What is Sleep and the Effects of Sleep Deprivation
Sleep is one of the things that most students can say they do not get enough of. It is a time for us to rest and for a few blissful hours hopefully forget about the stress and worries of school and life. Unfortunately, due to too much work or too much studying to do, often enough, we do not get the amount we need each night to be fully rested the next day. But we have learned to cope with the sleep deprivation by drinking coffee in the morning to wake us up. Even though we are awake, how well can we function throughout the day when we have only had less than five hours of sleep? How much does our behavior change without enough sleep?
Before we get to what the effects of sleep deprivation are, let us first look at what sleep is. Sleep is controlled by neurotransmitters, which act on different neurons in the brain. Some of these neurotransmitters produced, such as serotonin and norephinephrine keep the brain active while we are awake. Researchers think that adenosine builds up in our blood while we are awake and the gradual breakdown of it causes drowsiness. There are five stages of sleep: stage 1, 2, 3, 4, and REM or rapid eye movement sleep. During stage 1-4 of sleep, our brain waves become slower and slower until we switch to REM sleep. At that point, our breathing is more rapid and irregular and our eyes move rapidly under our eyelids. (1) .
Circadian sleep rhythm is the internal body clock that is controlled by the hypothalamus. Every twenty-four to twenty-five hours, the cycle repeats itself, which can be effected by light exposure. It is thought that light will reset the clock of your body. The low-point of the rhythm is in the morning, which is thought to help you stay asleep so that you are fully rested and aids in preventing you from waking up too early. Then there is the higher point of the circadian rhythm that allows you to wake up and stay active throughout the day. Then finally, there is again a downswing to make you sleep and the cycle begins all over again. (2) .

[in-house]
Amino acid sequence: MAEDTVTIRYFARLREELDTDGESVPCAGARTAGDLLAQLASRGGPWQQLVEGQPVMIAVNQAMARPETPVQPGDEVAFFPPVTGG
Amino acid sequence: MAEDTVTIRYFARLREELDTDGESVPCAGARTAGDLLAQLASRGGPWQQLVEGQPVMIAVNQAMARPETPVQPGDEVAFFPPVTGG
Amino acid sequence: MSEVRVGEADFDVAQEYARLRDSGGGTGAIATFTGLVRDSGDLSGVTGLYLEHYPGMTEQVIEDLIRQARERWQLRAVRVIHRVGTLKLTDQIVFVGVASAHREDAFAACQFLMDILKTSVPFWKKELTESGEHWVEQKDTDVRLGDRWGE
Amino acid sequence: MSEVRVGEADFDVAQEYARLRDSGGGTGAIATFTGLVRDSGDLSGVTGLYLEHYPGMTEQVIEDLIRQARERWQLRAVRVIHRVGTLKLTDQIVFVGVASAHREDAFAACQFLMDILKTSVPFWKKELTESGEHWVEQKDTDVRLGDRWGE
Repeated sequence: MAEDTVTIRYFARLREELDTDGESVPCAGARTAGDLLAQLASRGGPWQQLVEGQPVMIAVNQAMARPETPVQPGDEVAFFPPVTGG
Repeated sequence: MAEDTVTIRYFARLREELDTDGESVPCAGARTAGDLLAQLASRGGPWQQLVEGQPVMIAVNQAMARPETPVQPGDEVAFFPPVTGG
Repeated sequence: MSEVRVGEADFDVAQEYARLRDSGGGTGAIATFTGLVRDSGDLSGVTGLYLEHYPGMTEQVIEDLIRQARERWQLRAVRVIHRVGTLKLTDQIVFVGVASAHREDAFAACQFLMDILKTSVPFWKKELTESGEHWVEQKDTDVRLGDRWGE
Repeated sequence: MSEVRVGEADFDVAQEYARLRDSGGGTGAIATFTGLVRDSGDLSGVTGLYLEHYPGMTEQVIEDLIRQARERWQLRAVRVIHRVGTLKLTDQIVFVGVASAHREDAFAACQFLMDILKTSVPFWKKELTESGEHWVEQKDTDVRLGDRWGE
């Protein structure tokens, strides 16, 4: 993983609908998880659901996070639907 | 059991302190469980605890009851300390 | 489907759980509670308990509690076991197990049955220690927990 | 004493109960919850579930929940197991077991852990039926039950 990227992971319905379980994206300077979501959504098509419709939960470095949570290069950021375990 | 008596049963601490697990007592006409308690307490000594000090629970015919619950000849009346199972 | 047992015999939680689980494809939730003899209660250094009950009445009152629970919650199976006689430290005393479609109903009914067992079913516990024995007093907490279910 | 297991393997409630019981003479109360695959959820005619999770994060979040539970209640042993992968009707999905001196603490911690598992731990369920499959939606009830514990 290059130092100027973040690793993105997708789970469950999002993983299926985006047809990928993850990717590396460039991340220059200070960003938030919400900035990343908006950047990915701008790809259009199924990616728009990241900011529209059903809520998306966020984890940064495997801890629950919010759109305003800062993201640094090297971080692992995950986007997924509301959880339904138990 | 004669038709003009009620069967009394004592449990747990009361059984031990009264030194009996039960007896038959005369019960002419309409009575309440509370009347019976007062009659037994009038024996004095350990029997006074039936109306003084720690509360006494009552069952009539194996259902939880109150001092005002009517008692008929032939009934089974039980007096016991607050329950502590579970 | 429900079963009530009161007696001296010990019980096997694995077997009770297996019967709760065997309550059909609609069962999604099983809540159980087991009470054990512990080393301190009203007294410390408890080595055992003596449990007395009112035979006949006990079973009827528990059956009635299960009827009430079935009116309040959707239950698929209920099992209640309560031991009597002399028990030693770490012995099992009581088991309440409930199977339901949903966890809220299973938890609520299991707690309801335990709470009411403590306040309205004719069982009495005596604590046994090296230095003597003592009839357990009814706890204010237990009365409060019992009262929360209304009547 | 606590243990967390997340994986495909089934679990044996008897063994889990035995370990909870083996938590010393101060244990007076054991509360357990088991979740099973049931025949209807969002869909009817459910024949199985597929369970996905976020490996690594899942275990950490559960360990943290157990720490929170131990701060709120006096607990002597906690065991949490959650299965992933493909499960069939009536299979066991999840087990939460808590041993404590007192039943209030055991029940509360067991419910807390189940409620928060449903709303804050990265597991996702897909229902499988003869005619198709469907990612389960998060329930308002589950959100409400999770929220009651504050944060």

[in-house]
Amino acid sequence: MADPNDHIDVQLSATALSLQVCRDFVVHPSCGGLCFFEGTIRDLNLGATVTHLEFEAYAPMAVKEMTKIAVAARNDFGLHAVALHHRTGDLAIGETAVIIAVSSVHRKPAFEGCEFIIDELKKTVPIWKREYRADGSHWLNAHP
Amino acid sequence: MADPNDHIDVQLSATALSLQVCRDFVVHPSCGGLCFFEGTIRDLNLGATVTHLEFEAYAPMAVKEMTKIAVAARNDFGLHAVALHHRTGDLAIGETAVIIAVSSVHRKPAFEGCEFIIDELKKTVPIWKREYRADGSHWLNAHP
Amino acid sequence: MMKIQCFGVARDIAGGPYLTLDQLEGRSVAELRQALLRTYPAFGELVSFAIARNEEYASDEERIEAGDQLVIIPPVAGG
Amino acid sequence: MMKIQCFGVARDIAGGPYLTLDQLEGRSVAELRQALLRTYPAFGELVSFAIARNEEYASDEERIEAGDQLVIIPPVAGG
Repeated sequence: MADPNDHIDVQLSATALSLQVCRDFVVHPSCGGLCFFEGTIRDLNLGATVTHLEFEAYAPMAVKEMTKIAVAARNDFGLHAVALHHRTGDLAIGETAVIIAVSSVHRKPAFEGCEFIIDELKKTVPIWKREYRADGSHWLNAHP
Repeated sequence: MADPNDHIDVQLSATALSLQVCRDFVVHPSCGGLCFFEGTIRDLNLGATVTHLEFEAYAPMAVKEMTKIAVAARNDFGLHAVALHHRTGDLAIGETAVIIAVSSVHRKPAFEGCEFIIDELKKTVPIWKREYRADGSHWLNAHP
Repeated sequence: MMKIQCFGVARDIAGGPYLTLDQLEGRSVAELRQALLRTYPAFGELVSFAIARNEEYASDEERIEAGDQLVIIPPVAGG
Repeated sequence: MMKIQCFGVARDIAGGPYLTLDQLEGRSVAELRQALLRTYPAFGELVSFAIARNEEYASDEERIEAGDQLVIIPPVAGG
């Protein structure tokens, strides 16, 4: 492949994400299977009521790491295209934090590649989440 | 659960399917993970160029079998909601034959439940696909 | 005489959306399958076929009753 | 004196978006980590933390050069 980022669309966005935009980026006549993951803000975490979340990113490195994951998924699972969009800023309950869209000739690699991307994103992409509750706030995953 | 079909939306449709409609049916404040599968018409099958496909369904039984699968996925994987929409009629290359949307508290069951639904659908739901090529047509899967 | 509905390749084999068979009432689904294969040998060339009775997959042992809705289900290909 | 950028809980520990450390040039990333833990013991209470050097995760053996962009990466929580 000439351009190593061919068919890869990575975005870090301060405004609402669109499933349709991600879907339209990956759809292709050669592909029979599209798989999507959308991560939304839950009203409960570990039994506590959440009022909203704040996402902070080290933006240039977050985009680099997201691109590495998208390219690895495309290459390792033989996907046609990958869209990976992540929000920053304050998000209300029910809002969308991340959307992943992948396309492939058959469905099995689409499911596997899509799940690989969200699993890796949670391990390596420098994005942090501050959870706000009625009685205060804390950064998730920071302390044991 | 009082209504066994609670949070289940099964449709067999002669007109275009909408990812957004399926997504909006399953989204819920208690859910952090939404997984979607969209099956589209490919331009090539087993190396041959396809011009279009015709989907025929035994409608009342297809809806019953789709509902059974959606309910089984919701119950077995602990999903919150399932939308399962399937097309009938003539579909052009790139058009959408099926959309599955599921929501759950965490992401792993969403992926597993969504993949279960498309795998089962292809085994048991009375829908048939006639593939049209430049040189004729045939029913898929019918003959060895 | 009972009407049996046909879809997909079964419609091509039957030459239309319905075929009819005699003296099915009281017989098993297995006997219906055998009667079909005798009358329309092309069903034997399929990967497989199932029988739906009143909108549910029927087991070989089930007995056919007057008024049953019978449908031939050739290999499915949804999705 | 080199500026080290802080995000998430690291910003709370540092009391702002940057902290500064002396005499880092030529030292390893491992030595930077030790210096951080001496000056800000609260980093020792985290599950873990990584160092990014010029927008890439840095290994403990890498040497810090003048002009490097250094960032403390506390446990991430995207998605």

Why is sleep so important to us? There have been studies done that suggest that sleep deprivation can be detrimental to or decrease the function of our immune systems. Just think, how often was it that after many days of continual sleep deprivation did you start to think that you had a cold? Sleep deprivation can also result in a decrease in core body temperature, decrease in the release of growth hormone, and possible cause an increase in heart rate variability. Sleep also seems to be important in order for our nervous system to work properly. Without sufficient amount of sleep, our behavior and our ability to do things are impaired. We feel drowsy and are unable to concentrate after not getting enough sleep. With enough sleep deprivation, it has been found that some begin to hallucinate and develop mood swings. Higher-ordered cognitive task become more difficult to do where it has been shown that tests that require speed and accuracy have lower results compared to those that are not sleep deprived. Judgment is also impaired; it has been tested that riskier behavior is more likely to occur when sleep deprived. (2) .This is part of the reason why you should not drive when you are sleep deprived. Aside from the risk of falling asleep at the wheel, since judgment is impaired, you may make the wrong decision when driving that could cause an accident.